A study of maternal mortality at the University Teaching Hospital, Lusaka, Zambia: the emergence of tuberculosis as a major non-obstetric cause of maternal death
Abstract:SETTING: The Department of Obstetrics and Gynaecology, University Teaching Hospital, Lusaka, Zambia.
OBJECTIVES: To ascertain 1) the non-obstetric causes of maternal mortality, 2) the importance of tuberculosis as a cause of maternal deaths, and 3) the trends in the aetiology of non-obstetric causes of maternal deaths during the past decade in the light of the human immunodeficiency virus epidemic.
DESIGN: A 2-year retrospective study of the aetiology of all maternal deaths occurring at the University Teaching Hospital (UTH), Lusaka, Zambia between 1 January 1996 and 31 December 1997. Comparison of these data with available data published between 1974 and 1989.
RESULTS: There were 251 maternal deaths recorded during the study period. Of these, 106 (42%) were due to direct (obstetric) causes and 145 (58%) were due to indirect (non-obstetric) causes. Malaria (30%), tuberculosis (25%) and unspecified chronic respiratory tract infections (22%) accounted for 77% of non-obstetric causes of maternal deaths and 44% of all causes of maternal deaths. The diagnosis of AIDS was closely linked with that of tuberculosis (92% of cases), and unspecified chronic respiratory illnesses (97%), but not with malaria (37%). The maternal mortality ratio for UTH was calculated at 921 per 100000 live births, a significant increase from the 118 noted in 1982 and 667 in 1989.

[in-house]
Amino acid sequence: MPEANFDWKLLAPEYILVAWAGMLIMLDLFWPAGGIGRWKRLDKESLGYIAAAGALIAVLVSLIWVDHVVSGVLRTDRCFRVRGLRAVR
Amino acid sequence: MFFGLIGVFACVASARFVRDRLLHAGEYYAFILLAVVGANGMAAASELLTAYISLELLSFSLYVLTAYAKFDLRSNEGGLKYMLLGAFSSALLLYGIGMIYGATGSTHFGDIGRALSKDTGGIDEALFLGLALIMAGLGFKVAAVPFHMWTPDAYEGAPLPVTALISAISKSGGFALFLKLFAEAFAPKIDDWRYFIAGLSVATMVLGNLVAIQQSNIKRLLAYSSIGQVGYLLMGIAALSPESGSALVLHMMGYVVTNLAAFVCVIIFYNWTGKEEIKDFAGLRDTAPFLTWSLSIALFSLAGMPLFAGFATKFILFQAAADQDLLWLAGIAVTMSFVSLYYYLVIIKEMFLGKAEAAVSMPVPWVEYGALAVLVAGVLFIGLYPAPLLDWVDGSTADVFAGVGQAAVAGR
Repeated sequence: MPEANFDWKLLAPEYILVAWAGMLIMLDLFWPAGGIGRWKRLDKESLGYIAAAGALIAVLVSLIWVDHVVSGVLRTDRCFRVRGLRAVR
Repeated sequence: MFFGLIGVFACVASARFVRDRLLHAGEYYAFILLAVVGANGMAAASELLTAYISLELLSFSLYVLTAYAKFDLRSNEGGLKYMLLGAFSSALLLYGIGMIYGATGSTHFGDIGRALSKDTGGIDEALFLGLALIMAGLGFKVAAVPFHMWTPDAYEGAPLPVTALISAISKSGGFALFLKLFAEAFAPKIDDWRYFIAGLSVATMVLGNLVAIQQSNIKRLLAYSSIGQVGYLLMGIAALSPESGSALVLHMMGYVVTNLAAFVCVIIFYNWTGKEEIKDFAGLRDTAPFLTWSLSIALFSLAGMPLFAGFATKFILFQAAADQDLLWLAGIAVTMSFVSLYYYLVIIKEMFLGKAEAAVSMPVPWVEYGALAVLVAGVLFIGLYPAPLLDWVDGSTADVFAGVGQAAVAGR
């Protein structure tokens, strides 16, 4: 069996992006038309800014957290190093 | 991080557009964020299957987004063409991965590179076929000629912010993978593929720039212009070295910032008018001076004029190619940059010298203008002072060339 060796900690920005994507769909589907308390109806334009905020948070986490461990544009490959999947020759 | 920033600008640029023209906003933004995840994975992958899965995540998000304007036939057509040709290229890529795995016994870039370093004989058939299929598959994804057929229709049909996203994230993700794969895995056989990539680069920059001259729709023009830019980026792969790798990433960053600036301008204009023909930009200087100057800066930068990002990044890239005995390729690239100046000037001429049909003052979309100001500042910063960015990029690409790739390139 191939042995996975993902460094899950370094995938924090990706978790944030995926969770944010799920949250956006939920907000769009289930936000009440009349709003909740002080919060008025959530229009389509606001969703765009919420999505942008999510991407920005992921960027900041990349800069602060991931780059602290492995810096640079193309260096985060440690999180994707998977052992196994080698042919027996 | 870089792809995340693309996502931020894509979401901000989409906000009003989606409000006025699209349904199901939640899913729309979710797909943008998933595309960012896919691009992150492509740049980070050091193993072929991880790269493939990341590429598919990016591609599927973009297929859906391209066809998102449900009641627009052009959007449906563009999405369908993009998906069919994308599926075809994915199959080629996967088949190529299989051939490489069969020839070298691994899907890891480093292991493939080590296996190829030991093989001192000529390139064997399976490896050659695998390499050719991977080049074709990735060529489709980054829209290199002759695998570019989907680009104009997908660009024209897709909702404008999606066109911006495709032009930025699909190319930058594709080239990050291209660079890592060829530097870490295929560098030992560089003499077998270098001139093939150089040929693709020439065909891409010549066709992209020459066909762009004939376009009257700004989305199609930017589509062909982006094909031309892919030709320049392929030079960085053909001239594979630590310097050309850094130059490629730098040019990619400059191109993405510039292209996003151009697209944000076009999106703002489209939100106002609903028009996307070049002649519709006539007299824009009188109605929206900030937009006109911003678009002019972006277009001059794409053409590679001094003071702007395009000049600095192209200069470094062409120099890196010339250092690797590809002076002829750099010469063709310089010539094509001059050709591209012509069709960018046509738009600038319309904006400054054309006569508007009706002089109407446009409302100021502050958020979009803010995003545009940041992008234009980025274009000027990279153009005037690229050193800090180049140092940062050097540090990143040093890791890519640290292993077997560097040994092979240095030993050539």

CONCLUSIONS: Despite improved obstetric services, the maternal mortality ratios at UTH, Lusaka, have increased eight-fold over the past two decades. This dramatic increase is mainly due to non-obstetric causes of death. Malaria and AIDS-associated tuberculosis and unspecified ‘chronic respiratory illnesses’ are now major causes of maternal death in Zambia. Greater emphasis is urgently required on early detection, accurate diagnosis, treatment and prevention of malaria and tuberculosis in pregnancy. Further definition of chronic ‘unspecified’ respiratory illnesses is also required.
Document Type: Regular Paper
Affiliations: 1: Department of Obstetrics and Gynaecology, University of Zambia School of Medicine, Lusaka, Zambia 2: UNZA-UCLMS Project, University of Zambia School of Medicine, Lusaka, Zambia 3: Imperial College School of Medicine, National Heart and Lung Institute, London, UK 4: Centre for Infectious Diseases, Department of Medicine, Royal Free and University College Medical School, London, UK
Publication date: August 1, 1999
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